Monthly Archives: March 2014

A Success Story – Marty Zwilling…

As promised in a recent post, here is Marty Zwilling’s “success story.” His story should be of special interest to boomers, as he started his consultancy after he retired – the first time. Geeks too – he was part of the team behind the IBM PC.

Marty specializes in helping new entrepreneurs get started. Thus, the name of his firm – StartupProfessionals.com.  Great resources – books, packages, personal mentoring, a daily blog, and more. Good advice for all entrepreneurs – consultants or otherwise.

(1) What prompted you to consider consulting? Was there an event, like a layoff, or was it just a general itch to be on your own?

I chose consulting with startups as a way to scale back from a full-time job, and be in control of my own schedule.

I had spent many years with IBM, then several years in Silicon Valley working for a couple of startups, so I thought it was time for me to share some of that experience helping people struggling to turn their dream idea into a business.

(2) How has it been going? Looks like you started some time ago, so obviously you are established in your business.

It’s working well for me. I learned to use social media through blogging, LinkedIn, and Twitter, as a source of leads, so I’ve been able to build my brand (Startup Professionals) with essentially no money spent on marketing.

I have enough work to keep me as busy as I want – I tell my wife that I only work half-time, only 40 hours per week. 🙂

(3) What do you like MOST about consulting?

I enjoy my total control over the jobs I accept, the rates I charge, and not having to manage other people.

(4) What do you like LEAST about consulting?

As a consultant, you always have to be looking ahead and thinking about getting new work, especially since most of my gigs are short-term. Back in IBM, it was nice getting that salary check without thinking about it every couple of weeks.

(5) How do you get your clients? (BTW, the number one question I get asked when someone finds out I’m a consultant.)

Naturally I have a website listing my services, with contact info, but many clients come from referrals of previous clients and related business professionals, like investors, that I meet through networking.

(6) How do you set your fees? (Second question I get asked.)

Fees are a function of your skills and expertise, and what the market will bear. I recommend that any consultant start low, and raise fees as reputation/demand goes up.

This is the inverse of what I recommend for product businesses, where you might start at the high end and lower prices to be more competitive.  In either case, you need to avoid prices that are so low that they suggest minimal value or quality.

(7) How did you decide what to consult about? (Third question I get asked.)

That’s easy. You should only consult in some functional area you love, and one that you have something of value to offer.

I’ve had a lot of experience starting small businesses, and managing larger ones, so I felt I could help new companies get started, and grow to mature companies.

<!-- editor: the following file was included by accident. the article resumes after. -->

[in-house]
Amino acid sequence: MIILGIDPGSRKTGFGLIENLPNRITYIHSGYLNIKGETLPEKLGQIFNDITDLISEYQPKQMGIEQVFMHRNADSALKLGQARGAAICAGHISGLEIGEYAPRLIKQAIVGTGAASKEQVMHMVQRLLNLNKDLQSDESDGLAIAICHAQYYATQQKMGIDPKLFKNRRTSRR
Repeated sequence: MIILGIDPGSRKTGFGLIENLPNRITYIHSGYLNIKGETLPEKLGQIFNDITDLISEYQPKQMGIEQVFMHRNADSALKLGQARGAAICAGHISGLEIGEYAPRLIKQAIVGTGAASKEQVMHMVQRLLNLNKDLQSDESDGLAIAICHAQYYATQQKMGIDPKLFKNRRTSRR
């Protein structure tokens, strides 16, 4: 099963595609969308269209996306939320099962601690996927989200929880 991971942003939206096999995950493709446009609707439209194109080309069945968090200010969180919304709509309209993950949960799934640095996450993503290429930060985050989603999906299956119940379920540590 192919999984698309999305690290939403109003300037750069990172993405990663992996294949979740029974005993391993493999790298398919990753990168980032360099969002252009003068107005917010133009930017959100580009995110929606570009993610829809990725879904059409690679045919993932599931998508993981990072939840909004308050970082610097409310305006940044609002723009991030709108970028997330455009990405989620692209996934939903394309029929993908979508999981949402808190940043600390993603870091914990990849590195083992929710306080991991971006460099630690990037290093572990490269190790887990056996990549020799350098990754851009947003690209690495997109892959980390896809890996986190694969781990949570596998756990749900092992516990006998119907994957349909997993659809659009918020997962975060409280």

I also have an degree in accounting, so I can read and build business plans as well. I do it first because I love to see new entrepreneurs succeed, and I’m really in the give-back stage of my life.

(8) Lessons learned since you started consulting?

I’ve learned a lot about dealing with people, and how to read people. Everyone has their own way of thinking and getting things done, so I quickly try to adopt and adapt to their style.

I’ve become more and more convinced that success in being an entrepreneur is mostly about the person, and not about the quality of the idea they are trying to make a business out of. I have found that entrepreneurs with the right attributes can take almost any idea and succeed, while others will run even the best idea into the ground.

(9) What next? Do you plan to do this the rest of your career? Or is this a stepping stone to other things?

I take life a day at a time, so I don’t try to predict what tomorrow will bring. I don’t have any master plan, and I see many different jobs out there that I might enjoy.

I’m one of those lucky ones who have always enjoyed the work I do, and I’ve done many things, but there is much more to learn and try. One of the reasons I like consulting is that I can change my focus in any way that I want without anyone second-guessing me.

(10) Finally, what one piece of advice would you give to those who might be thinking about consulting?

Being a consultant is all about being an entrepreneur. That means the buck stops with you, and you have to make decisions, take risk, and you can’t count on anyone else to solve problems for you.

Everyone should take a hard look in the mirror before they start down this path – if the requirements scare you, then don’t start down this path – you won’t be happy.

If you don’t like dealing with people, then consulting is not for you. There is nothing wrong with working for someone else, doing your job well, and getting that regular paycheck without worry.

Life is too short to go to work unhappy every day. Have fun!

Thank you, Marty, for sharing your story – and your encouragement!

© 2014, jumptoconsulting.com. All rights reserved.

Resource Review – Body of Work, by Pamela Slim

Pamela Slim’s second book nicely complements her first book (Escape From Cubicle Nation), and it greatly enhances her own personal Body of Work.

If you’ve been reading my blog, you already know I’m already big fan of Pam – blogger, career coach, and fellow Arizona desert dweller. Plus her husband is Darryl – how could you NOT like somebody married to another Daryl? 🙂

Her first book focused on making the jump to small business. But unlike most business books, she also addressed the emotional side of starting a business – the fear, uncertainty, and even how to tell your spouse and/or family what you really want to do.